Is your software stable or static?

In most professions, it’s good to have stability in the things you work with.  With software, stability is good, but often we confuse static with stable.  They are not the same.

Static software decays and becomes useless.

In a previous article, Why does it cost so much to maintain systems? I explained how software updates are critical to keep it alive:

Software by its nature is constantly evolving.  Not only do users ask for new and modified features, but the systems on which the software runs keep changing, so the software has to be modified to fit new environments.  These factors guarantee that updates have to be released several times a year to keep things current.

Here are some indicators that software is stable:

• Updates are regular but not urgent

• The list of bug fixes in each release is not excessively long

• You don’t experience crashes & freezes on the system

• The software “plays well with others” – there are no negative interactions with other software packages

• It scales up smoothly – there are no abrupt limits as the data size or workload increases, only a gradual slowing of response time

• The vendor’s support is consistently accessible and useful

On the other hand, static software is an entirely different thing.  If software is static it means that there are no updates, changes or evolutionary steps being taken to keep the software current.  As a result, some or all of the following will happen:

• The software will not run in new environments, such as latest release of the operating system

• The files being used with the software do not evolve with changing data formats, file systems and storage media.  Compatibility is lost with other software that begin using new data and file formats.  Old backup copies of data may not be readable on new storage devices.

• The software will not communicate using new network interfaces.  When it does communicate, it may be using old protocols that slow down the speed of transfers and do not use new features available in the network.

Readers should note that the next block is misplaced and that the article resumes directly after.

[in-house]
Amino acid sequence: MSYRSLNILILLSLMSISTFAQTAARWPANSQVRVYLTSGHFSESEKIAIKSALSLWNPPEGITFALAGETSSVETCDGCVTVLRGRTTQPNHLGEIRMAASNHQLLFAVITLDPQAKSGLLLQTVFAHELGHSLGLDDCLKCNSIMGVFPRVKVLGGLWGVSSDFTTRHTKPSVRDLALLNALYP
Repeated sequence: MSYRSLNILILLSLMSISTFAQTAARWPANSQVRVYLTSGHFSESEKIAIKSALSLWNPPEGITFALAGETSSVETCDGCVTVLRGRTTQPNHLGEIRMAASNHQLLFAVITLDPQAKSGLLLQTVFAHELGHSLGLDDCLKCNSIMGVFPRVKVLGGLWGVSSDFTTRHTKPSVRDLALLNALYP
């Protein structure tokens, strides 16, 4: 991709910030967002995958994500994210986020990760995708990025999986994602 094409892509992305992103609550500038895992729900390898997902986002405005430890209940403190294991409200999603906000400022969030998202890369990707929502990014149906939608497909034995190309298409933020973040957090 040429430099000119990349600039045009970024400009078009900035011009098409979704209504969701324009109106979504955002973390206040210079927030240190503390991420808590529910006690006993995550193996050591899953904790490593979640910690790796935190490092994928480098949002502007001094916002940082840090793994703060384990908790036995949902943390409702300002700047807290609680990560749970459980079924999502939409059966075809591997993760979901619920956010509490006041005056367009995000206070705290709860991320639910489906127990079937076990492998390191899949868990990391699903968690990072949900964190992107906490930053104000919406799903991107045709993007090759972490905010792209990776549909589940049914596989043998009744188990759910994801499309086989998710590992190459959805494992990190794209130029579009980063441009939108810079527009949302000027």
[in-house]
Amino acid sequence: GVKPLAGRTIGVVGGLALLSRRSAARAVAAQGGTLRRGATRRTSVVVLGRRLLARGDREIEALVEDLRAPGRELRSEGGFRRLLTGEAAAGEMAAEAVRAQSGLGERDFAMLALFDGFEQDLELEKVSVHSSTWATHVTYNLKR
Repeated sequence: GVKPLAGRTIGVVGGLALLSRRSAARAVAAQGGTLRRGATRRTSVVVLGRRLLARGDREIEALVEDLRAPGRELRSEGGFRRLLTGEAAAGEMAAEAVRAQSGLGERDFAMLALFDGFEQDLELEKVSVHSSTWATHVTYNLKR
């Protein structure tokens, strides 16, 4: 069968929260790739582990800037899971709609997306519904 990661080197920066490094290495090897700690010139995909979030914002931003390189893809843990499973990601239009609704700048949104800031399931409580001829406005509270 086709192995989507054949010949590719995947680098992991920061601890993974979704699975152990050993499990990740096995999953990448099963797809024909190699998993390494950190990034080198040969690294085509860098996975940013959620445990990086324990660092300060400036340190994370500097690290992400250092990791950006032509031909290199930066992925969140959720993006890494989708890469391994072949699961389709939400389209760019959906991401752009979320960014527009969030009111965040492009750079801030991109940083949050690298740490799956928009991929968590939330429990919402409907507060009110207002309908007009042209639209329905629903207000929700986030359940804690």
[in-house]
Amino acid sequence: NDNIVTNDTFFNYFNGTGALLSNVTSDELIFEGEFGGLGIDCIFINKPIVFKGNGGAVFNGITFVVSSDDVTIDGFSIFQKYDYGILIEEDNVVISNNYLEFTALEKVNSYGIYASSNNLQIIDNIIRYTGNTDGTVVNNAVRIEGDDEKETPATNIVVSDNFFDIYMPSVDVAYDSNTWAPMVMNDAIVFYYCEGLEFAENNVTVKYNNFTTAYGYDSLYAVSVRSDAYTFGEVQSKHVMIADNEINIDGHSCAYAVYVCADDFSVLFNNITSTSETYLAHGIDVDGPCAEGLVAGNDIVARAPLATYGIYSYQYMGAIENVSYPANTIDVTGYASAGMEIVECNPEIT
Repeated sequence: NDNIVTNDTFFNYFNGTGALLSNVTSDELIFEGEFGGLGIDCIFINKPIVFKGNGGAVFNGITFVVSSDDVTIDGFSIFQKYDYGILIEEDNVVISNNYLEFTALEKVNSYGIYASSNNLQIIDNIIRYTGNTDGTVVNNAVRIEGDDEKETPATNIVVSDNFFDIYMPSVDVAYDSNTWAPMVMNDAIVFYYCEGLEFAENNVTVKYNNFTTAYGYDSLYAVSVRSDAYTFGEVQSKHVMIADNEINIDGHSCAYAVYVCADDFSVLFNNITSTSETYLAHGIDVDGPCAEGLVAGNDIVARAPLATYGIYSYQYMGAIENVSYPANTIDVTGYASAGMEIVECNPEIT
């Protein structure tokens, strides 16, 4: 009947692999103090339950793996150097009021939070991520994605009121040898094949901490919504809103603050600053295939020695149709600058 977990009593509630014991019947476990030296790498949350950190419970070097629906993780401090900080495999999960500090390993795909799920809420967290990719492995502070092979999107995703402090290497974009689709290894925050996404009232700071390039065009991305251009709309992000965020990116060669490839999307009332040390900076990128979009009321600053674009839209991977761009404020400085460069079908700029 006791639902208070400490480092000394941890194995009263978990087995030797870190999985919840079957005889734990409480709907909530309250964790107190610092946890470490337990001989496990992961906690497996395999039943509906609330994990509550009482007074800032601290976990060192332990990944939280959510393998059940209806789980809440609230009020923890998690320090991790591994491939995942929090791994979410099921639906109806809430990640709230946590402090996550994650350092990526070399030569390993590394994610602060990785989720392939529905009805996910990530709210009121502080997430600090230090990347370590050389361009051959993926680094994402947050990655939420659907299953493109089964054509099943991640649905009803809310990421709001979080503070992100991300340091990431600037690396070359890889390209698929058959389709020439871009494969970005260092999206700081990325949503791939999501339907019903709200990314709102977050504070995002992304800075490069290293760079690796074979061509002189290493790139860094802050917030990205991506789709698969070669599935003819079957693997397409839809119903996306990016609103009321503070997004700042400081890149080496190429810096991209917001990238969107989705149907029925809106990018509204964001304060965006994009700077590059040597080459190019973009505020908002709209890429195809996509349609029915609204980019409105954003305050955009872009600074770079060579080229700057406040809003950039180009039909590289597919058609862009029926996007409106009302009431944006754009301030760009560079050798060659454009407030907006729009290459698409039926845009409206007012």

• The software may not be able to interact with cloud-based applications and databases that have been added since the software was released.

Stable software requires constant attention by the people who are maintaining it.  They should be in regular dialogue with the users of the software, have a list of issues they are investigating and correcting, and be using a set of maintenance tools that allow consistent and stable releases.

Strive to have stable, but not static software. 

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    About John Levy

    John Levy works with senior managers in mid-sized organizations who are responsible for development and delivery of major software or hardware/software products. He helps them gain confidence that their projects will succeed.

    Development projects can fail in many ways. You need a guide who speaks the language of business and is knowledgeable about technology. John aligns Development with the organization's strategy so it will contribute efficiently to the success of the enterprise.

    John has been consulting for over 20 years. His book on managing high-tech teams, Get Out of the Way, was published in 2010.

    For more information, email him at johnlevyconsulting.com, or call 415 663-1818.
    And check out John's profiles on LinkedIn and Twitter!

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    1. […] And the software itself has to keep changing to keep up with user expectations.  Software that doesn’t get updated gets stale.  [See more about this in my previous blog: stable or static]: […]